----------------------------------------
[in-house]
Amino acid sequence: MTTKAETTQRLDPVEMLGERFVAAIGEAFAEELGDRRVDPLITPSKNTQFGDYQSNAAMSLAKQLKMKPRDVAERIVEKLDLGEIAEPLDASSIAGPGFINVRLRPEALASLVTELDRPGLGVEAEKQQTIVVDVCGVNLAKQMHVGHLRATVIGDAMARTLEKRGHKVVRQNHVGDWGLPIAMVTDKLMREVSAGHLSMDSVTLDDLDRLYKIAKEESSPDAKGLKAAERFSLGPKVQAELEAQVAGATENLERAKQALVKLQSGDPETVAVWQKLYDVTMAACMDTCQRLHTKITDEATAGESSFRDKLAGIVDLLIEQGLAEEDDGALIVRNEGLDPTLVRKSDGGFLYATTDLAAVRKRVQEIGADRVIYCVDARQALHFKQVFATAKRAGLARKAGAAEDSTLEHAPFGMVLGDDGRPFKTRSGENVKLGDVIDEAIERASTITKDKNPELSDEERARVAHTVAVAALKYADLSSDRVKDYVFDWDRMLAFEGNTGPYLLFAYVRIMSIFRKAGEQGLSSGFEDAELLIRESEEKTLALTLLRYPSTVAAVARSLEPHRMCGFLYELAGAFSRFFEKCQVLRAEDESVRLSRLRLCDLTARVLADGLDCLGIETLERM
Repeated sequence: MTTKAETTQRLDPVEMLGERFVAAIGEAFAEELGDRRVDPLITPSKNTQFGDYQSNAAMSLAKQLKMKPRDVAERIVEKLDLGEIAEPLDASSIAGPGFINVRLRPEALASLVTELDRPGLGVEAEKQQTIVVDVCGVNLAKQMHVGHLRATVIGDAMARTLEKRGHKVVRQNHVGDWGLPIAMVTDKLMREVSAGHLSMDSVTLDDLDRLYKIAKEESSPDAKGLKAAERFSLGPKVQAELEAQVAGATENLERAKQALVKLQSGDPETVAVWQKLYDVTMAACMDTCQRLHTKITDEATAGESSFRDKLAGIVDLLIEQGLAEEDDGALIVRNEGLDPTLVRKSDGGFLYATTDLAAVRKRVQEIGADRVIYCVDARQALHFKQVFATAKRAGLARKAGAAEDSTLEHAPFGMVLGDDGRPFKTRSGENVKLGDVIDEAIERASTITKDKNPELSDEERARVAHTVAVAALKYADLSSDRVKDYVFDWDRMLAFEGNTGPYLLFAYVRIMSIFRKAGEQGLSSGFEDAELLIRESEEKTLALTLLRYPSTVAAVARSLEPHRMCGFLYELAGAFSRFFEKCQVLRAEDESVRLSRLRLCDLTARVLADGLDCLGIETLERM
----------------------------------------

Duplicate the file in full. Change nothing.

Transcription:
[in-house]
Amino acid sequence: MTTKAETTQRLDPVEMLGERFVAAIGEAFAEELGDRRVDPLITPSKNTQFGDYQSNAAMSLAKQLKMKPRDVAERIVEKLDLGEIAEPLDASSIAGPGFINVRLRPEALASLVTELDRPGLGVEAEKQQTIVVDVCGVNLAKQMHVGHLRATVIGDAMARTLEKRGHKVVRQNHVGDWGLPIAMVTDKLMREVSAGHLSMDSVTLDDLDRLYKIAKEESSPDAKGLKAAERFSLGPKVQAELEAQVAGATENLERAKQALVKLQSGDPETVAVWQKLYDVTMAACMDTCQRLHTKITDEATAGESSFRDKLAGIVDLLIEQGLAEEDDGALIVRNEGLDPTLVRKSDGGFLYATTDLAAVRKRVQEIGADRVIYCVDARQALHFKQVFATAKRAGLARKAGAAEDSTLEHAPFGMVLGDDGRPFKTRSGENVKLGDVIDEAIERASTITKDKNPELSDEERARVAHTVAVAALKYADLSSDRVKDYVFDWDRMLAFEGNTGPYLLFAYVRIMSIFRKAGEQGLSSGFEDAELLIRESEEKTLALTLLRYPSTVAAVARSLEPHRMCGFLYELAGAFSRFFEKCQVLRAEDESVRLSRLRLCDLTARVLADGLDCLGIETLERM
Repeated sequence: MTTKAETTQRLDPVEMLGERFVAAIGEAFAEELGDRRVDPLITPSKNTQFGDYQSNAAMSLAKQLKMKPRDVAERIVEKLDLGEIAEPLDASSIAGPGFINVRLRPEALASLVTELDRPGLGVEAEKQQTIVVDVCGVNLAKQMHVGHLRATVIGDAMARTLEKRGHKVVRQNHVGDWGLPIAMVTDKLMREVSAGHLSMDSVTLDDLDRLYKIAKEESSPDAKGLKAAERFSLGPKVQAELEAQVAGATENLERAKQALVKLQSGDPETVAVWQKLYDVTMAACMDTCQRLHTKITDEATAGESSFRDKLAGIVDLLIEQGLAEEDDGALIVRNEGLDPTLVRKSDGGFLYATTDLAAVRKRVQEIGADRVIYCVDARQALHFKQVFATAKRAGLARKAGAAEDSTLEHAPFGMVLGDDGRPFKTRSGENVKLGDVIDEAIERASTITKDKNPELSDEERARVAHTVAVAALKYADLSSDRVKDYVFDWDRMLAFEGNTGPYLLFAYVRIMSIFRKAGEQGLSSGFEDAELLIRESEEKTLALTLLRYPSTVAAVARSLEPHRMCGFLYELAGAFSRFFEKCQVLRAEDESVRLSRLRLCDLTARVLADGLDCLGIETLERM